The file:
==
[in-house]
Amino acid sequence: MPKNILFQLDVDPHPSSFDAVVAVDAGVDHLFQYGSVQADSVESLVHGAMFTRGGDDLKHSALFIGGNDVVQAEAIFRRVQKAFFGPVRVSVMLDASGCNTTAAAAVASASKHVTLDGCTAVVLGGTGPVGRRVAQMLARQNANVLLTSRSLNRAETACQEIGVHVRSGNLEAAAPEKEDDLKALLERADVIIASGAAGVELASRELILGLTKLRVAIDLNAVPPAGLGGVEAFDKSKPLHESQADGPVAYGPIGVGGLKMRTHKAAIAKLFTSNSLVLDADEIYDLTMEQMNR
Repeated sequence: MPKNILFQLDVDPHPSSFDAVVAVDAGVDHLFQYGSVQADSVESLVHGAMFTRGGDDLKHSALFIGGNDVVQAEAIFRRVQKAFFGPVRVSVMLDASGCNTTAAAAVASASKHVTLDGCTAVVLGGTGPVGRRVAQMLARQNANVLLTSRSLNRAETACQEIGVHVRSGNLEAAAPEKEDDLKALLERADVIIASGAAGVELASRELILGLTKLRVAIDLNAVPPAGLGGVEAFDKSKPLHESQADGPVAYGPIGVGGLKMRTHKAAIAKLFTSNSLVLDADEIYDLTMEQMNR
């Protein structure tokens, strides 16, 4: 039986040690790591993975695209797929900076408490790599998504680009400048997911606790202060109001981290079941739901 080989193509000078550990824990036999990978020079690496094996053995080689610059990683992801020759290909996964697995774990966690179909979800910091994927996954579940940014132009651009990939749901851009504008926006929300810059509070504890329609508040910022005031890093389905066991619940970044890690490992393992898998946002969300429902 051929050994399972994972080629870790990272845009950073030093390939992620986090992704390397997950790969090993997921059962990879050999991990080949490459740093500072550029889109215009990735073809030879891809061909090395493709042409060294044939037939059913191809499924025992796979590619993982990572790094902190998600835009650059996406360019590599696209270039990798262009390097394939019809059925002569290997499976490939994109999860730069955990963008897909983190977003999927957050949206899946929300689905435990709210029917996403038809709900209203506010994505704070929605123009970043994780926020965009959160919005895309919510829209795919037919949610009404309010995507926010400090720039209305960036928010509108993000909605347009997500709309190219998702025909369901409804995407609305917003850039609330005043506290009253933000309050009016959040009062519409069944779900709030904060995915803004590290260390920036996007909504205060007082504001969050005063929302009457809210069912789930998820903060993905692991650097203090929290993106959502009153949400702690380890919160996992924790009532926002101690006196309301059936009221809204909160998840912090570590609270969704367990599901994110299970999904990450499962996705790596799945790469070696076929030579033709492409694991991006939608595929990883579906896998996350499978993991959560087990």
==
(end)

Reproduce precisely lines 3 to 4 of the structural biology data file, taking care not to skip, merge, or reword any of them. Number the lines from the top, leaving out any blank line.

Repeated sequence: MPKNILFQLDVDPHPSSFDAVVAVDAGVDHLFQYGSVQADSVESLVHGAMFTRGGDDLKHSALFIGGNDVVQAEAIFRRVQKAFFGPVRVSVMLDASGCNTTAAAAVASASKHVTLDGCTAVVLGGTGPVGRRVAQMLARQNANVLLTSRSLNRAETACQEIGVHVRSGNLEAAAPEKEDDLKALLERADVIIASGAAGVELASRELILGLTKLRVAIDLNAVPPAGLGGVEAFDKSKPLHESQADGPVAYGPIGVGGLKMRTHKAAIAKLFTSNSLVLDADEIYDLTMEQMNR
């Protein structure tokens, strides 16, 4: 039986040690790591993975695209797929900076408490790599998504680009400048997911606790202060109001981290079941739901 080989193509000078550990824990036999990978020079690496094996053995080689610059990683992801020759290909996964697995774990966690179909979800910091994927996954579940940014132009651009990939749901851009504008926006929300810059509070504890329609508040910022005031890093389905066991619940970044890690490992393992898998946002969300429902 051929050994399972994972080629870790990272845009950073030093390939992620986090992704390397997950790969090993997921059962990879050999991990080949490459740093500072550029889109215009990735073809030879891809061909090395493709042409060294044939037939059913191809499924025992796979590619993982990572790094902190998600835009650059996406360019590599696209270039990798262009390097394939019809059925002569290997499976490939994109999860730069955990963008897909983190977003999927957050949206899946929300689905435990709210029917996403038809709900209203506010994505704070929605123009970043994780926020965009959160919005895309919510829209795919037919949610009404309010995507926010400090720039209305960036928010509108993000909605347009997500709309190219998702025909369901409804995407609305917003850039609330005043506290009253933000309050009016959040009062519409069944779900709030904060995915803004590290260390920036996007909504205060007082504001969050005063929302009457809210069912789930998820903060993905692991650097203090929290993106959502009153949400702690380890919160996992924790009532926002101690006196309301059936009221809204909160998840912090570590609270969704367990599901994110299970999904990450499962996705790596799945790469070696076929030579033709492409694991991006939608595929990883579906896998996350499978993991959560087990």